A year ago this week, Google acquired the popular restaurant rating site. When that news emerged, we speculated on the impact of Zagat on local SEO and ratings within Google. Most assumed there would be a more seamless integration of data, prominently featuring Zagat content within search results. Let’s take a look at what has happened over the past year:
Ratings are displayed within search results, a bit more prominently than they were a year ago:
If you search for a specific restaurant by name, the expanded results panel on the right side includes two references to Zagat:
[singlepic id=47 w=320 h=240 float=center]
There seems to be some tension between Zagat and Google+ (both new to Google in the last year), as they have overlapping functions. Both include information about the restaurant, a map, photos, and a menu. Both have user-submitted reviews.
Here’s where it gets really odd… If you look at the same restaurant on Zagat and on Google+, only one of them lets you see Zagat reviews without an account… Here’s what it looks like on Zagat.com:
And the same restaurant on Google+:
In the local 7-pack search results, it’s a bit confusing. There is very little differentiation between Zagat ratings and standard G+ ratings:
[singlepic id=48 w=300 h=600 float=center]
Zagat Site Growth?
So, how has this acquisition impacted Zagat’s traffic?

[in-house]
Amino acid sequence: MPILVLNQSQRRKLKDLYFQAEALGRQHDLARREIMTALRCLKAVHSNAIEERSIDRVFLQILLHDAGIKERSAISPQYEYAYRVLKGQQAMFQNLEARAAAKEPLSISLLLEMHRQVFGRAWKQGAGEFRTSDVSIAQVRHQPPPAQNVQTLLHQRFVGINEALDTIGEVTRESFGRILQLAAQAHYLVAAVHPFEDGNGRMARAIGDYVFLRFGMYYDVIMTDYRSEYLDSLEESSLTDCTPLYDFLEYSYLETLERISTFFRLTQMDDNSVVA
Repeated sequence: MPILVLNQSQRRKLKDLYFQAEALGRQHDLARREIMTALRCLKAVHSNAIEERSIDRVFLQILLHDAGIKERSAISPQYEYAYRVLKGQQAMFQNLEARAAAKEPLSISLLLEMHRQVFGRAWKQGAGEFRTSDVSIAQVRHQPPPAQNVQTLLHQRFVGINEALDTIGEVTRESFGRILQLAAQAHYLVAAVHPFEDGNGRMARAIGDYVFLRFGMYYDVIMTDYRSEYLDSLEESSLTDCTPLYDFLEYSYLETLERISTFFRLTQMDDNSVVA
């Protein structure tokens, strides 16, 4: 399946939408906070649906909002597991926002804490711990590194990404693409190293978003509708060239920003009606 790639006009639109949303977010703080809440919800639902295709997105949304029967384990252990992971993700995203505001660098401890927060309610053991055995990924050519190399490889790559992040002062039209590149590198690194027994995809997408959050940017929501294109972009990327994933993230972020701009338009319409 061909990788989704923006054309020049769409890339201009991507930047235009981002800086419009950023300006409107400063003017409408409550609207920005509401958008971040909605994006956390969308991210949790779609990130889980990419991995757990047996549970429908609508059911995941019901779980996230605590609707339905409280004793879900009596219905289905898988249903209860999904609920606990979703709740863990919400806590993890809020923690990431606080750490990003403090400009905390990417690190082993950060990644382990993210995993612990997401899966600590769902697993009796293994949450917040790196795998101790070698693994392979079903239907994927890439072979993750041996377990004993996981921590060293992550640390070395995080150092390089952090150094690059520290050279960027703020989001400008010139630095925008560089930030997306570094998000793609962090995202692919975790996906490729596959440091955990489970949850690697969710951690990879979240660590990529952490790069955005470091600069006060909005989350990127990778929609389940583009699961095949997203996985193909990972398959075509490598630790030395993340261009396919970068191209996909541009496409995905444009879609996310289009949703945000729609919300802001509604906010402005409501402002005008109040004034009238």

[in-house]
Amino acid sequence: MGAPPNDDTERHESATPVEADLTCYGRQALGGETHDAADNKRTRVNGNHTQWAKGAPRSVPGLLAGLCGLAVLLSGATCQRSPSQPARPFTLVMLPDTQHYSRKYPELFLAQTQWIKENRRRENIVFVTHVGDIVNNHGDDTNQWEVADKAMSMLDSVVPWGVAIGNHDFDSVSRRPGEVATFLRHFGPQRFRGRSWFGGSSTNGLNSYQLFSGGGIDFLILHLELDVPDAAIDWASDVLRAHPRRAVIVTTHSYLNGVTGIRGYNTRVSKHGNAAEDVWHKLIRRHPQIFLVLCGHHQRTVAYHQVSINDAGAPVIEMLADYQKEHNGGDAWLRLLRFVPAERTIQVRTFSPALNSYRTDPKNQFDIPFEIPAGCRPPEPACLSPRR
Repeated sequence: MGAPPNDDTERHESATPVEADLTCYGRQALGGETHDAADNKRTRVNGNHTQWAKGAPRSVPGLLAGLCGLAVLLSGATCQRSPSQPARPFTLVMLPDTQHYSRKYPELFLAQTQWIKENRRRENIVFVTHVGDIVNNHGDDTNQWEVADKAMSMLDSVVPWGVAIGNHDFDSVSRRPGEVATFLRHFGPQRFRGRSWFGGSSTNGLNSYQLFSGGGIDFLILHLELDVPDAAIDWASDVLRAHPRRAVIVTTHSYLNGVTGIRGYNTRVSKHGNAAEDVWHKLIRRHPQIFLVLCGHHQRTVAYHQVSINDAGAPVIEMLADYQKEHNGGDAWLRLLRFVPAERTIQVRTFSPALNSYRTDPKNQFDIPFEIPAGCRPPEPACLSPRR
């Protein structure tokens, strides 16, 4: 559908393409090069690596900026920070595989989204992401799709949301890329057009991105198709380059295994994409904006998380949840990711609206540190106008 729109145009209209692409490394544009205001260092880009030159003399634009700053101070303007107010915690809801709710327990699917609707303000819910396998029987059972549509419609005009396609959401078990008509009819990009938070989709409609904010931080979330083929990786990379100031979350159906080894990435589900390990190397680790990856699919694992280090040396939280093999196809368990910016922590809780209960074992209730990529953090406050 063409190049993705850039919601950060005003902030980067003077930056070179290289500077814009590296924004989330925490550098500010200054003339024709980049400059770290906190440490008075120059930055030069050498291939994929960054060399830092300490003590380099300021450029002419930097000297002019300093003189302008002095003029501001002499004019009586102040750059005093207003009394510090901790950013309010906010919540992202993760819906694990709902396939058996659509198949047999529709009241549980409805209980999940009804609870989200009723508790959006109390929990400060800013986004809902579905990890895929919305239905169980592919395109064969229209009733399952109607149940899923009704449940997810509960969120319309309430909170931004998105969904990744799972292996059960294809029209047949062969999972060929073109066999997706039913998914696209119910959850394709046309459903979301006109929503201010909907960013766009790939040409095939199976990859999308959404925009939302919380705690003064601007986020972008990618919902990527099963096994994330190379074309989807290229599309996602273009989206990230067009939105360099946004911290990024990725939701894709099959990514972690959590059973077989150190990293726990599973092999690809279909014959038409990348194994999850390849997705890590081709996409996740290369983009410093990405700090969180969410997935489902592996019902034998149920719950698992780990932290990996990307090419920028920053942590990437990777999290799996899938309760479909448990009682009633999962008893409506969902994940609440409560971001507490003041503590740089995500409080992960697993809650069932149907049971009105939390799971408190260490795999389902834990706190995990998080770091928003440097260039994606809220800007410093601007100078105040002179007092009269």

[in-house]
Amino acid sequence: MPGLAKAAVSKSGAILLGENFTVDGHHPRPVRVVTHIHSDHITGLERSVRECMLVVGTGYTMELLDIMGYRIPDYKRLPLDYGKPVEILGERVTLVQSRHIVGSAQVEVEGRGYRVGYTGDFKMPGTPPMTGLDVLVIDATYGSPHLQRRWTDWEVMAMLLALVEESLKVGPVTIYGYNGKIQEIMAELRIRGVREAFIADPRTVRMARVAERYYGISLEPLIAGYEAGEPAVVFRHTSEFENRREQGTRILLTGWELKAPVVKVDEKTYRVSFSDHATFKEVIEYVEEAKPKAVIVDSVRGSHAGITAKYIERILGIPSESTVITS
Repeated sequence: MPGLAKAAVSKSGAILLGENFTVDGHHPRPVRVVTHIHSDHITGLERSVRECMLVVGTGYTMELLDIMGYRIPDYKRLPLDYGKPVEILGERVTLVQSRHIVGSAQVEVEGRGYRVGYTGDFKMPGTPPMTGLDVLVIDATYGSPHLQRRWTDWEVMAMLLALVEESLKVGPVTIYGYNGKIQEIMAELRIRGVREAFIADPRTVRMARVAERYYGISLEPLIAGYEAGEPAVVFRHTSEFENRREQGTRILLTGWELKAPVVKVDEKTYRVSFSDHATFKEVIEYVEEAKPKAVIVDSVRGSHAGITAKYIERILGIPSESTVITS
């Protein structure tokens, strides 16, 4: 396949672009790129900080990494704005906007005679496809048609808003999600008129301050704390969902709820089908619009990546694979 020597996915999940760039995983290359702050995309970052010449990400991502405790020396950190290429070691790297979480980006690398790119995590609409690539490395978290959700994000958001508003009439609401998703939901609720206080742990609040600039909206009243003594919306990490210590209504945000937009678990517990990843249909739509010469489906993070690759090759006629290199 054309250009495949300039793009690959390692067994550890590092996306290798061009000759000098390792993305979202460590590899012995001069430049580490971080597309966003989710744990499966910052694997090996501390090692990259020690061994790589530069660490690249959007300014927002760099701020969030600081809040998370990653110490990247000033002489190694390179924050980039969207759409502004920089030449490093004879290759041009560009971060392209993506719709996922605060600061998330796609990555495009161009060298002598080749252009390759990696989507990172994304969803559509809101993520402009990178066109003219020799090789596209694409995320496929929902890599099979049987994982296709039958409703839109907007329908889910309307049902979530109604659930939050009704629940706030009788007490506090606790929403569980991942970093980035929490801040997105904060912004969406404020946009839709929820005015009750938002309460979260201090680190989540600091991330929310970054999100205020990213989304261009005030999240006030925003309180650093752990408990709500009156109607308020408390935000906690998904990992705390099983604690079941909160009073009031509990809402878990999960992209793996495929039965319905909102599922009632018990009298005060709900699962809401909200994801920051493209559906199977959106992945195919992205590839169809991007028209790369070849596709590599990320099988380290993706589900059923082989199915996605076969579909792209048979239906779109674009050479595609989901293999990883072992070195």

[singlepic id=46 w=600 h=1000 float=center]
Year-over-year, traffic is actually down slightly, based on Compete.com’s analysis.
Searches for Zagat have stayed flat:
[singlepic id=50 w=600 h=1000 float=center]
How does this compare to one of their top competitors, Yelp.com?
Yelp’s traffic has been on the rise:
[singlepic id=44 w=600 h=1000 float=center]
Search interest has increased by 23% as well:
[singlepic id=45 w=600 h=1000 float=center]
If Google’s goal was to steal market share from Yelp, that hasn’t worked out so well. If their goal was seamlessly integrate Zagat and Google+ local pages, they’ve come up a bit short there as well. Google search results are benefiting from Zagat data, but Zagat.com certainly isn’t getting any help from Google.
In a nutshell, we’re not completely sure what Google is trying to do with Zagat and Google+. Of course, the same could be said about Google+ as a whole – its strategy and execution invite more questions than they answer.
To make things even more interesting, Google acquired Frommer’s, the popular travel guide. How will they incorporate tourism information into their search engine results? Let the speculation begin…